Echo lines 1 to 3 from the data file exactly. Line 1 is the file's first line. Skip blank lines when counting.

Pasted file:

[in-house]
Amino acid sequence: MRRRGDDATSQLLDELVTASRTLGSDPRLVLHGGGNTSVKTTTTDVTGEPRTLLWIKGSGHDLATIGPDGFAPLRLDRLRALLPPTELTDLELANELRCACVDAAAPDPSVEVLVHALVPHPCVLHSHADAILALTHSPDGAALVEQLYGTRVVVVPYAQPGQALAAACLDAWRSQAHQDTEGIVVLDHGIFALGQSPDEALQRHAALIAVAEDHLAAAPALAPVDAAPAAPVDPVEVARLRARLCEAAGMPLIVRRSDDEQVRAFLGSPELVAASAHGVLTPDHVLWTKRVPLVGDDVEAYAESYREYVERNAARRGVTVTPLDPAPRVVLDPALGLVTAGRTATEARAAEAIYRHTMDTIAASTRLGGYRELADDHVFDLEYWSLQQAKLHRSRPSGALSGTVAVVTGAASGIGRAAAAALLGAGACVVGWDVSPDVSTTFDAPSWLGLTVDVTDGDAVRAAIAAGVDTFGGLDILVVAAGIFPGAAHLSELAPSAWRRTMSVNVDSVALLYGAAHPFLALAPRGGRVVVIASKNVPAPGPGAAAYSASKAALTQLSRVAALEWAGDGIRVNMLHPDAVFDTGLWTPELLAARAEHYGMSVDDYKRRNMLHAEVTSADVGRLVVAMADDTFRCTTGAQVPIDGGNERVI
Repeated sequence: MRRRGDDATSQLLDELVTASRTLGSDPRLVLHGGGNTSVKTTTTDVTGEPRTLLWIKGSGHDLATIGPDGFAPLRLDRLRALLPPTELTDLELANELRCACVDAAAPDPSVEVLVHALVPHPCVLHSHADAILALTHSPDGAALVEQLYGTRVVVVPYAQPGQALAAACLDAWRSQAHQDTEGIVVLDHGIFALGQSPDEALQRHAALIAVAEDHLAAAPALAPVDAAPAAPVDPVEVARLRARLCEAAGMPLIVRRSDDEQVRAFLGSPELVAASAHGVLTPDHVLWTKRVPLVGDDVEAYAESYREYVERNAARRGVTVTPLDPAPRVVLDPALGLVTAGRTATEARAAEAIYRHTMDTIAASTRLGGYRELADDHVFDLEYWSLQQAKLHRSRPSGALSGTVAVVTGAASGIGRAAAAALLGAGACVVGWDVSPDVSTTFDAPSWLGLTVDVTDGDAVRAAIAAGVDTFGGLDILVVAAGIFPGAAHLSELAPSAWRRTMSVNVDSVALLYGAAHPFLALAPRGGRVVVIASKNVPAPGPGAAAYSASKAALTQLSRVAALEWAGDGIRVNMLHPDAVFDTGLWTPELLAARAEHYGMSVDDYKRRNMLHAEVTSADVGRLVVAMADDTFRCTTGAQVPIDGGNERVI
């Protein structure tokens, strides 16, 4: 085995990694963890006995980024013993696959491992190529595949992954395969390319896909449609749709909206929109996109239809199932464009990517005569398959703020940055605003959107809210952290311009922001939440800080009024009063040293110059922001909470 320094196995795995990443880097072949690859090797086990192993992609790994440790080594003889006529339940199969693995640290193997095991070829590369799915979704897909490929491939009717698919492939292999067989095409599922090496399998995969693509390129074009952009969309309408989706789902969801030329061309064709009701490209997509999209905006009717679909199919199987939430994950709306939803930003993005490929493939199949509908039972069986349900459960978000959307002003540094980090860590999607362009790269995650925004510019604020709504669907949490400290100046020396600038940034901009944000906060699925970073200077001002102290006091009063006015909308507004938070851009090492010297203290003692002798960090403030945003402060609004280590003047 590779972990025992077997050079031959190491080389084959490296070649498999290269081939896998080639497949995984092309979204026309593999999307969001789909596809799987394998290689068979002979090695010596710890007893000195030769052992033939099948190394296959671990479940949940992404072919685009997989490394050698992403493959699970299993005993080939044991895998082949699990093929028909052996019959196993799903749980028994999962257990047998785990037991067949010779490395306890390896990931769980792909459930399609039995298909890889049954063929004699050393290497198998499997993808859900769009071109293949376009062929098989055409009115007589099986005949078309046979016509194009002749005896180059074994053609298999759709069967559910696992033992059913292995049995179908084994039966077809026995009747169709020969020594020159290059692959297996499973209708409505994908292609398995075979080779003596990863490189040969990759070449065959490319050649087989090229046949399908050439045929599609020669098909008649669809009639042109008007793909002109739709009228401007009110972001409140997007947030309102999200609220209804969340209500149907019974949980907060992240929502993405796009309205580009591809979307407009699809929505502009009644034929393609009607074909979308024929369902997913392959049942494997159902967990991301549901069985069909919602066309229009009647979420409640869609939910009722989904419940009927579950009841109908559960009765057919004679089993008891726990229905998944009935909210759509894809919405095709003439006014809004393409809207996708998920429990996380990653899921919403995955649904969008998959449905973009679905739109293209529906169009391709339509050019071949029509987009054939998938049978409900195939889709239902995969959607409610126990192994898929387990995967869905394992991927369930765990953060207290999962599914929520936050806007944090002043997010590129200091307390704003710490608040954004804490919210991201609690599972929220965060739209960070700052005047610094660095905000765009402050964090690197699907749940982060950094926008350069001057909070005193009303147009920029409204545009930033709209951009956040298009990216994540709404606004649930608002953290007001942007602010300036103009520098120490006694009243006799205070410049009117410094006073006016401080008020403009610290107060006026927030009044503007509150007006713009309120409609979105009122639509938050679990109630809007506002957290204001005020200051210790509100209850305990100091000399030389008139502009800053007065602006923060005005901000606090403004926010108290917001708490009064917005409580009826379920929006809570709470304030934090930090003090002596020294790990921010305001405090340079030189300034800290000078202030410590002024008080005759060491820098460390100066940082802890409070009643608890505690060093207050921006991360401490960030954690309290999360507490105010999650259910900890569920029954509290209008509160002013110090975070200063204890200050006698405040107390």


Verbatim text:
[in-house]
Amino acid sequence: MRRRGDDATSQLLDELVTASRTLGSDPRLVLHGGGNTSVKTTTTDVTGEPRTLLWIKGSGHDLATIGPDGFAPLRLDRLRALLPPTELTDLELANELRCACVDAAAPDPSVEVLVHALVPHPCVLHSHADAILALTHSPDGAALVEQLYGTRVVVVPYAQPGQALAAACLDAWRSQAHQDTEGIVVLDHGIFALGQSPDEALQRHAALIAVAEDHLAAAPALAPVDAAPAAPVDPVEVARLRARLCEAAGMPLIVRRSDDEQVRAFLGSPELVAASAHGVLTPDHVLWTKRVPLVGDDVEAYAESYREYVERNAARRGVTVTPLDPAPRVVLDPALGLVTAGRTATEARAAEAIYRHTMDTIAASTRLGGYRELADDHVFDLEYWSLQQAKLHRSRPSGALSGTVAVVTGAASGIGRAAAAALLGAGACVVGWDVSPDVSTTFDAPSWLGLTVDVTDGDAVRAAIAAGVDTFGGLDILVVAAGIFPGAAHLSELAPSAWRRTMSVNVDSVALLYGAAHPFLALAPRGGRVVVIASKNVPAPGPGAAAYSASKAALTQLSRVAALEWAGDGIRVNMLHPDAVFDTGLWTPELLAARAEHYGMSVDDYKRRNMLHAEVTSADVGRLVVAMADDTFRCTTGAQVPIDGGNERVI
Repeated sequence: MRRRGDDATSQLLDELVTASRTLGSDPRLVLHGGGNTSVKTTTTDVTGEPRTLLWIKGSGHDLATIGPDGFAPLRLDRLRALLPPTELTDLELANELRCACVDAAAPDPSVEVLVHALVPHPCVLHSHADAILALTHSPDGAALVEQLYGTRVVVVPYAQPGQALAAACLDAWRSQAHQDTEGIVVLDHGIFALGQSPDEALQRHAALIAVAEDHLAAAPALAPVDAAPAAPVDPVEVARLRARLCEAAGMPLIVRRSDDEQVRAFLGSPELVAASAHGVLTPDHVLWTKRVPLVGDDVEAYAESYREYVERNAARRGVTVTPLDPAPRVVLDPALGLVTAGRTATEARAAEAIYRHTMDTIAASTRLGGYRELADDHVFDLEYWSLQQAKLHRSRPSGALSGTVAVVTGAASGIGRAAAAALLGAGACVVGWDVSPDVSTTFDAPSWLGLTVDVTDGDAVRAAIAAGVDTFGGLDILVVAAGIFPGAAHLSELAPSAWRRTMSVNVDSVALLYGAAHPFLALAPRGGRVVVIASKNVPAPGPGAAAYSASKAALTQLSRVAALEWAGDGIRVNMLHPDAVFDTGLWTPELLAARAEHYGMSVDDYKRRNMLHAEVTSADVGRLVVAMADDTFRCTTGAQVPIDGGNERVI